Tuesday, December 14, 2010

The Final Countdown

Leaving Dakar this morning was bittersweet. Bitter because I had to get out of a real bed that was located in a house with a generator, hot (sometimes) water, a real kitchen, and a refrigerator that isn't filled with month old sheep meat from Tabaski. Sweet because it's the next step in the long list of baby steps I've created for myself until I board a plane to the United States of America. I will concede that the trip back to Thies was quite pleasant because I was in a Peace Corps car that not only offers air conditioning, but also a suspension system.

In order to stay in Dakar last night I had to call and rearrange a Junior Achievement I had for this morning, pushing it back an hour later because I was afraid that I would be late. Obviously I arrived with plenty of time to spare because of my swank Peace Corps ride so I sat at the Lycee Technique for an hour waiting for my meeting to start and chatting with some of the teachers. I learned that over half of the teachers at the Lycee Technique have yet to be paid so they were striking, which meant over half of the student population was milling about because they didn't have class. I was surprised that my meeting was still on because it's been cancelled at least twice due to strikes.

The meeting was shockingly painless and relatively quick. The infamous Talla Diop, my SED Peace Corps trainer, was at the Lycee a few weeks ago laying out an agreement between the school and Peace Corps. He also informed them that a Peace Corps Response Volunteer (a PCV who has served before and then is sent someplace to work a specific project matched with their skills) will be coming to Thies in January to help me write a JA curriculum for Peace Corps and teach the classes/ train other teachers. Honestly, he will probably be doing most of the teaching since he's an actual teacher. I am currently doing the leg work, getting the numbers, and meeting with the Lycee Technique staff to see what they're looking for. They want us to focus on business plans since so many students want to become entrepreneurs and since so many of them get turned down for financing because they have no plan. Can do. While we still have to work with the teacher who was absolutely no help to me last year, another teacher has jumped on who is trained in a Senegalese/ French Junior Achievement-esque program and who speaks good English. Major bonus points. Although I was dreading the meeting, it felt good to have that checked off my list and things, seemingly, moving along.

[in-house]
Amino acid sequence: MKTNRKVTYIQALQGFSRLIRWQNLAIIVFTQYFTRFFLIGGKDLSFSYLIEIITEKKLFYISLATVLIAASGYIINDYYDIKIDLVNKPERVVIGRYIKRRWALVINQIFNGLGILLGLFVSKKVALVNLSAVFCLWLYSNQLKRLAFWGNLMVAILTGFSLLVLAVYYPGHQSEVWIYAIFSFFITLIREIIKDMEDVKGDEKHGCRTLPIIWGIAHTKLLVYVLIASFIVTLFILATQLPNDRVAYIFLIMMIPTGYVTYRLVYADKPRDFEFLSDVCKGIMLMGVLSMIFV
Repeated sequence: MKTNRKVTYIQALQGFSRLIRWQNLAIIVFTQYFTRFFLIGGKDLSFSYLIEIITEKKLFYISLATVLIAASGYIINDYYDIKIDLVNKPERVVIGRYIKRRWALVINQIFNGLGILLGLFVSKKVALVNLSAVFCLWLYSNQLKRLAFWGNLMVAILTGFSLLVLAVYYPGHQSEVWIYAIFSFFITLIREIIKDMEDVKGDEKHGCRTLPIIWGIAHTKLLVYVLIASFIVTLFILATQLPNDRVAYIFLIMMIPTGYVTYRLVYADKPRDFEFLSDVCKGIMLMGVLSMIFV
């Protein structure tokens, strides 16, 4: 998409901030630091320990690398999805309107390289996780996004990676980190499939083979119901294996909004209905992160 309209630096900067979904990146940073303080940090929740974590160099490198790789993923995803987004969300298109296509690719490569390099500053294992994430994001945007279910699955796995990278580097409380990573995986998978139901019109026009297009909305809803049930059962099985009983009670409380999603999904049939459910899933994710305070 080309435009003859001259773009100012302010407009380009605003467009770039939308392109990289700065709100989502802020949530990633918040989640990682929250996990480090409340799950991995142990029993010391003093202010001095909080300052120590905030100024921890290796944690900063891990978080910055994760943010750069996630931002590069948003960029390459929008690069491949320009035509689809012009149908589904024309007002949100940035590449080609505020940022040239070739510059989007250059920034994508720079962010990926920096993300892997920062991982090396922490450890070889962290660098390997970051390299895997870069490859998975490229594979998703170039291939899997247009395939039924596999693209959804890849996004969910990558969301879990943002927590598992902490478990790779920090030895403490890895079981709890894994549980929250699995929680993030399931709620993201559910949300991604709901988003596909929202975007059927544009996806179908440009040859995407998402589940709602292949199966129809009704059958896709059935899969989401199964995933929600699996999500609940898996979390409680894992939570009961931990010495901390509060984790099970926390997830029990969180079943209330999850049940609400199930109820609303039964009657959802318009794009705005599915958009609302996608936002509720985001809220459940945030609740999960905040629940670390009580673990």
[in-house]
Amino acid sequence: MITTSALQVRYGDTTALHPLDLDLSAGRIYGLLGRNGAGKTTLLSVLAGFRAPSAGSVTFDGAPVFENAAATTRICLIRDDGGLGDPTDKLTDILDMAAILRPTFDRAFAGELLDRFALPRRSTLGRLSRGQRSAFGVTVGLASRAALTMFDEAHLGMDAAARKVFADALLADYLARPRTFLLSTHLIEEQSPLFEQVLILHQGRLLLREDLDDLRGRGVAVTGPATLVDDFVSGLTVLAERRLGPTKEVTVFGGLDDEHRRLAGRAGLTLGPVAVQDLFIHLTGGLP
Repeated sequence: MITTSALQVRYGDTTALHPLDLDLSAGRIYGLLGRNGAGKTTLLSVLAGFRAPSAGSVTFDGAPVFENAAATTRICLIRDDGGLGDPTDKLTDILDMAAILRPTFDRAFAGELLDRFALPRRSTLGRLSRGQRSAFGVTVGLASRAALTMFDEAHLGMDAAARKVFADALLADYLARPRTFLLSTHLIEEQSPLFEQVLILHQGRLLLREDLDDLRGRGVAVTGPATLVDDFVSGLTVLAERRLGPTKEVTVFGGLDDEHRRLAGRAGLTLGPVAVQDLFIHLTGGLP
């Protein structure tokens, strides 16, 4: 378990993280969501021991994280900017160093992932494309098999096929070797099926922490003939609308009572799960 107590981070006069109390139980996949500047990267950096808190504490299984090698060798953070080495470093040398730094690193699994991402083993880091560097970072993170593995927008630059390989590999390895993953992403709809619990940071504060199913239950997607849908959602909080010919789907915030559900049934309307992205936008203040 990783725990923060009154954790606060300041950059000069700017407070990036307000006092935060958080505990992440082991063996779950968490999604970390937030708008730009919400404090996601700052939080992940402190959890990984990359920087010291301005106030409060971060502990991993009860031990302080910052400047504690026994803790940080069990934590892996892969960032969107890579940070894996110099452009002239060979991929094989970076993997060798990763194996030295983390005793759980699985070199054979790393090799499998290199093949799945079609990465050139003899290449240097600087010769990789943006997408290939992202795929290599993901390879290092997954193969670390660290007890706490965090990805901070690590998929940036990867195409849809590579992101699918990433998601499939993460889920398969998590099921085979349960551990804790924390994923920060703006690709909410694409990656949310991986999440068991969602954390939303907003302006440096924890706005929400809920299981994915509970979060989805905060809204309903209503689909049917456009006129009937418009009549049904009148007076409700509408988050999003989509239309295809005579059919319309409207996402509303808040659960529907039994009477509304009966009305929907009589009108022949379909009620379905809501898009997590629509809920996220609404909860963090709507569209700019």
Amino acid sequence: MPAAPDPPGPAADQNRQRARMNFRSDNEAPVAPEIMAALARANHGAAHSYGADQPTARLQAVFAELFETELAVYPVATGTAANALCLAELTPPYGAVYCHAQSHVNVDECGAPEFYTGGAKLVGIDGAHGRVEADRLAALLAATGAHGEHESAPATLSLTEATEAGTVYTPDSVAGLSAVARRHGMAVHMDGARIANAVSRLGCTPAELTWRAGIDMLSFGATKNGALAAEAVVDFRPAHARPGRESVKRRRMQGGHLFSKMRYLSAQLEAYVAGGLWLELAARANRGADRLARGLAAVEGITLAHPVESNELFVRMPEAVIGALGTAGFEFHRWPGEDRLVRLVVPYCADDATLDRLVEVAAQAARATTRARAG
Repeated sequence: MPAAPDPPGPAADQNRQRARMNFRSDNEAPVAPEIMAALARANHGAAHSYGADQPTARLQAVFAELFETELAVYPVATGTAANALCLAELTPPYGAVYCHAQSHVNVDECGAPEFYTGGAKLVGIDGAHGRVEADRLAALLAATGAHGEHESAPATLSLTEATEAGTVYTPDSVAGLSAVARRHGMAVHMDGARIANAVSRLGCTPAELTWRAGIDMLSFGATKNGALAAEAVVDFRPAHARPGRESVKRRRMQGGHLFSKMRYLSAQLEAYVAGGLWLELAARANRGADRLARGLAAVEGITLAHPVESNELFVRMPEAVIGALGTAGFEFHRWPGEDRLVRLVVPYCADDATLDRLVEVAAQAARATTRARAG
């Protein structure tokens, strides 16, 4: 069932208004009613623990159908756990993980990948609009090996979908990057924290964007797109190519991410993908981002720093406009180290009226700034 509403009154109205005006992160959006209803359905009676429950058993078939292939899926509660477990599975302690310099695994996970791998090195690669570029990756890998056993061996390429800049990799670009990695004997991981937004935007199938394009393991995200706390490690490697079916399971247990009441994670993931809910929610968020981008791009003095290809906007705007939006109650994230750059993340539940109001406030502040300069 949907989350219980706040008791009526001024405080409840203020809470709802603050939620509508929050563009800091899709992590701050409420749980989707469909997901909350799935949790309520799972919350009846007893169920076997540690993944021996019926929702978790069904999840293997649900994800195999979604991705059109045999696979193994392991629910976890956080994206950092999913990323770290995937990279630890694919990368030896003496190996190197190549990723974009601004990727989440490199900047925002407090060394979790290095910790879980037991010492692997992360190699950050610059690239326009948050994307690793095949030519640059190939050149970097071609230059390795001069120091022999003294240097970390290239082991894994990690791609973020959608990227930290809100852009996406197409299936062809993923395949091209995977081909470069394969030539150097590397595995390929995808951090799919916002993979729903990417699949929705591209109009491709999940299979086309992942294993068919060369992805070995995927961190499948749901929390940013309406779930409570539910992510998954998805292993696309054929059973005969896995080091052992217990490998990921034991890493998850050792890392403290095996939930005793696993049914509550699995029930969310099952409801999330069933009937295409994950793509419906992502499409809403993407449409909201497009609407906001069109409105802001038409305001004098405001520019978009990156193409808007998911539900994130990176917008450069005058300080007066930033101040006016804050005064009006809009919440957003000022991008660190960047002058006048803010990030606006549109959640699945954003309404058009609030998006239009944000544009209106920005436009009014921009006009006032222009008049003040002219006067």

After the meeting I went to Bon Marche to get bread and cheese for lunch for Katherine and I, and then headed back to the center. In-Service Training for the new stage is still going on and we presented about our girls' camp this afternoon. I think it was fairly well received and I brought a bunch of cookies which definitely helped the situation.

Back at home I walked in as my family was sitting down to lunch. It was 4:30pm and they were eating a dish that contained month old sheep meat from Tabaski. Needless to say I went to my room and unpacked my bags before I greeted everyone so I wouldn't be force fed another and far less appetizing lunch. The rest of the afternoon I spent playing with Ahmed because he wouldn't leave me alone and being spat up on by Abdou because Jeenaba was the only girl in the house all afternoon and was obviously exhausted. Now I'm waiting for dinner and thinking about going to bed because it brings me one step closer to sleeping in America!

1 comment:

  1. Keep taking those baby steps. I've adopted your strategy and tomorrow plan on washing your winter pj's, socks and linens. Dad's baby step.......doing the calculation for the heat bill when we crank it up to 80' so you don't turn into a popsicle!